SILVER LAKE -- A number of residents here waited anxiously Thursday to get back and inspect their flooded homes. Record flooding along this stage of the Fox River has left water covering a number of adjacent roads and filling numerous homes along the banks.
The previous record height for the Fox River is listed at 15.2 feet. On Thursday afternoon, July 13th, the river reached 17.45 feet. By then, the Fox still had not crested; that was expected to happen Thursday evening with the river rising slightly more to about 17.6 feet. The water was so powerful, some people could not get back to survey their homes.
Jamie and Anthony Gonzales paddled their way back home in frustration.
"We couldn't get up there right now -- it's not safe to be out there," said Anthony Gonzales.
It's not safe because their house is no longer on Riverside Drive. It's now in the Fox River and the current was keeping them from seeing just how bad it has gotten since they evacuated late Wednesday.
"Within ten minutes, it was up an inch or two," said Jamie Gonzales.
"At that point, we knew we had to get out. So we started grabbing as much stuff as we could," Anthony Gonzales said.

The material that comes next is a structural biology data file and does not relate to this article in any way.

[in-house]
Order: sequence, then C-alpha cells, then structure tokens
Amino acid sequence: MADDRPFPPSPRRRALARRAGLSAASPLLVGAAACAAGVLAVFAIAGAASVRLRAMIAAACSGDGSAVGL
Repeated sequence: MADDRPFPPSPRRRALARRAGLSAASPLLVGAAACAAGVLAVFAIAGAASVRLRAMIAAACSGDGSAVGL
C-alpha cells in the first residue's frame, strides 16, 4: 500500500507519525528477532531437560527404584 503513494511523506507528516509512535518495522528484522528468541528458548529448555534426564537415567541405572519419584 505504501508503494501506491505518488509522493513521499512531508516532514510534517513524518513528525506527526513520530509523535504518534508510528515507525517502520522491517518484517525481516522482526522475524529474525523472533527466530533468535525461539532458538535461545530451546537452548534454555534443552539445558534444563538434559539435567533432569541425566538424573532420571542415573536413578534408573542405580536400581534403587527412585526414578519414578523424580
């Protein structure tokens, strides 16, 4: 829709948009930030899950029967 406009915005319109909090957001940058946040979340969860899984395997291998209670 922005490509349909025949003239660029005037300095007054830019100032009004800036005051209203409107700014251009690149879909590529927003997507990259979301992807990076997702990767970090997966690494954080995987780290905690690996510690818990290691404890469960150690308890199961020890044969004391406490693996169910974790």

Down the stream, Kristen Fiegel helped at her grandfather's house -- a home that has been in the family for 70 years.
"They are knee-deep in their living room. All of everything is wrecked. All of their antiques is, yeah, it's devastating," Fiegel said.
A short distance from there, one driver after another had to turn around on Highway 50 at the point the popular road to Lake Geneva crosses the Fox River. The pavement there was under three feet of water.
Since Wednesday night, getting around has been a challenge for tourists and locals alike.
"We drove down, I swear, every road they had between us and 36 and 11. We finally got down to Waterford which was the only place that had any power. While we were eating dinner, in the middle of dinner, power starts going out there," said Donald Haima, who lives nearby.
While traffic snakes its way along detour routes, a lengthy commute is the least of concerns in Silver Lake.
"Everything's just gone, everything, our home, just gone, you know," Anthony Gonzales said. "We don't have anything else. We had everything in there. Now it's just all part of the river now."
Residents say they will not know the full extent of the damage to their homes until the Fox River finally starts to recede.